C3 Podcast No. 15: Cannabis Must Be Descheduled
Updated: Feb 17
In No. 15 of the Cannabis Commerce + Chemistry Podcast, host Curt Robbins from Higher Learning LV and co-hosts Dena Putnam from Leafwize Naturals in Orange County, California and John Bailey from the Mindset Genesis in Las Vegas discuss an October 2022 article that examined the October 6 Biden Administration announcement that the U.S. federal government will review updating its regulatory oversight of marijuana.
Bailey, Putnam, and Robbins discuss the intricacies of rescheduling versus descheduling and provide a brief history of the regulation of hemp and cannabis by the U.S. government since the turn of the 20th century. Topics include an analysis of the Oct. 6 Biden Administration announcement and the true effects that it has had and may have in the future.
🎧 Listen to C3 Podcast >> Cannabis Deschedule vs. Reschedule
This weekly 30-minute podcast is targeted at cannabis and hemp industry professionals and is strategically free of profanity and crude dialog. This audio session was edited for length and clarity.
To better understand the topic of cannabis rescheduling versus descheduling in the United States related to Schedule I, listen now at Higher Learning LV, on Apple Podcasts or Spotify, and most other major podcasting platforms (including Amazon Music, Anchor, Google Podcasts, iHeart Radio, Pandora, and Stitcher).
Cannabis Must be Removed from U.S. Controlled Substances Act
On October 21, 2022, The Hill published an opinion piece in response to the October 6 announcement from the Biden Administration in Washington, D.C. regarding marijuana reform and the potential rescheduling or descheduling of cannabis under U.S. federal law.
Cannabis and hemp were legal in the U.S. until states began to prohibit them in the nineteen teens, decades before federal prohibition occurred in August of 1937. In 1970, the Nixon Administration again reformed the oversight of marijuana in America with the Controlled Substances Act, which categorized cannabis under Schedule I, the "most restrictive category under the law," according to The Hill.
"Biden's directive asking the secretary of Health and Human Services and the attorney general 'to review how marijuana is scheduled under federal law' shines a spotlight on the feds' 'flat Earth' cannabis policies."
"President Biden's recent directive asking the secretary of Health and Human Services and the attorney general 'to initiate the administrative process to review expeditiously how marijuana is scheduled under federal law' shines a spotlight on the federal government's 'flat Earth' cannabis policies," stated the article, which claims that current law classifies cannabis "more like heroin than alcohol."
Understanding Schedule I
The article reported that, by definition, substances categorized as Schedule I must meet three specific inclusion criteria:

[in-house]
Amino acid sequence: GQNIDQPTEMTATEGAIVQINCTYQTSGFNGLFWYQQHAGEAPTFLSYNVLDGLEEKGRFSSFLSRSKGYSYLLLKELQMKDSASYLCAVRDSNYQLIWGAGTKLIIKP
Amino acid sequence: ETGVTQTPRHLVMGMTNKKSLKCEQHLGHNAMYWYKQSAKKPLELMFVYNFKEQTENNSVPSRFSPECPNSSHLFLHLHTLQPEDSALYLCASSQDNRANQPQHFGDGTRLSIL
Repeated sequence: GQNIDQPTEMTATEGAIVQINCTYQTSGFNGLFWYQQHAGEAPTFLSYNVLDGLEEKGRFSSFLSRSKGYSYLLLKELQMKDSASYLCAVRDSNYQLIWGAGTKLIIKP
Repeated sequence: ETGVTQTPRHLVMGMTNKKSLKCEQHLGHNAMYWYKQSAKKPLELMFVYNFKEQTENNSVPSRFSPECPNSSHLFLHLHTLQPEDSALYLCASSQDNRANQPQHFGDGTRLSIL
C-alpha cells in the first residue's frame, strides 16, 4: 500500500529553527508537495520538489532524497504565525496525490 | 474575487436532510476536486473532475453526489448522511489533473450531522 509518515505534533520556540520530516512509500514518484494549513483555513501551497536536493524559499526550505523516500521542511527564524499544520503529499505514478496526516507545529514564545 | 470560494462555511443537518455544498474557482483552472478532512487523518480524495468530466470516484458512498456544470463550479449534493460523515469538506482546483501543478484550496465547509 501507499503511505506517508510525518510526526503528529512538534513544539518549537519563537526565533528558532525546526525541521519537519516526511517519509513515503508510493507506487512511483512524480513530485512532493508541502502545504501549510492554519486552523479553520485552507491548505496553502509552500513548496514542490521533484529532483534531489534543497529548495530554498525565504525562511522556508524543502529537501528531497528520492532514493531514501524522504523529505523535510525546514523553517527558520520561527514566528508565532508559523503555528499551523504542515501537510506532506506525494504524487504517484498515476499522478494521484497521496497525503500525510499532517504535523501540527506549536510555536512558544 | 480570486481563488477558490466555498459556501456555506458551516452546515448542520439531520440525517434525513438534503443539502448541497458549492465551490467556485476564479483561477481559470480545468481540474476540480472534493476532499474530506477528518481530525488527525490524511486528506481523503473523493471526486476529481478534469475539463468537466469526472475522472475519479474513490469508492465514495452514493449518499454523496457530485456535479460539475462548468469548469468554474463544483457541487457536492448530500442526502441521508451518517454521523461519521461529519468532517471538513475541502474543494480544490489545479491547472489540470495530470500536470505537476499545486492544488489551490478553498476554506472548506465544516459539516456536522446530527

The substance must possess "a high potential for abuse"
It must have "no currently accepted medical use" in the United States
The substance must lack "accepted safety for use…under medical supervision"
The article explained that substances that do not meet these criteria "are typically categorized in less restrictive federal classifications (Schedules II through V)," which are "typically reserved for prescription medications." Such drugs are available legally via pharmacies and are regulated mostly by federal, not state, agencies.
"Reclassifying cannabis from Schedule I to II (or even to Schedule III) continues to misrepresent the plant's safety relative to other controlled substances such as cocaine and methamphetamine (Schedule II), anabolic steroids (Schedule III), or alcohol (unscheduled)," reported the article. It explained that rescheduling also "fails to provide states with the ability to regulate [cannabis] free from federal interference."
Comparing Cannabis to Alcohol & Tobacco
"Alcohol and tobacco, two substances acknowledged to possess far greater dangers to health than cannabis, are not classified under the Controlled Substances Act," explained the article. Because of this, state governments can regulate the production and sale of such substances "as they see fit." Such regulatory oversight includes "making decisions regarding where and when these products may be sold and to whom," reported the article.
The popular online database PubMed features 42,000 studies "specific to cannabis," more than half of which were published within the last ten years.
The piece wrote that, before 1970, fewer than one thousand research studies had been conducted about this controversial herb. "This is hardly the case today," noted the independent political news organization, reporting that the popular online database PubMed features 42,000 studies "specific to cannabis"—more than half of which were published within the last ten years.
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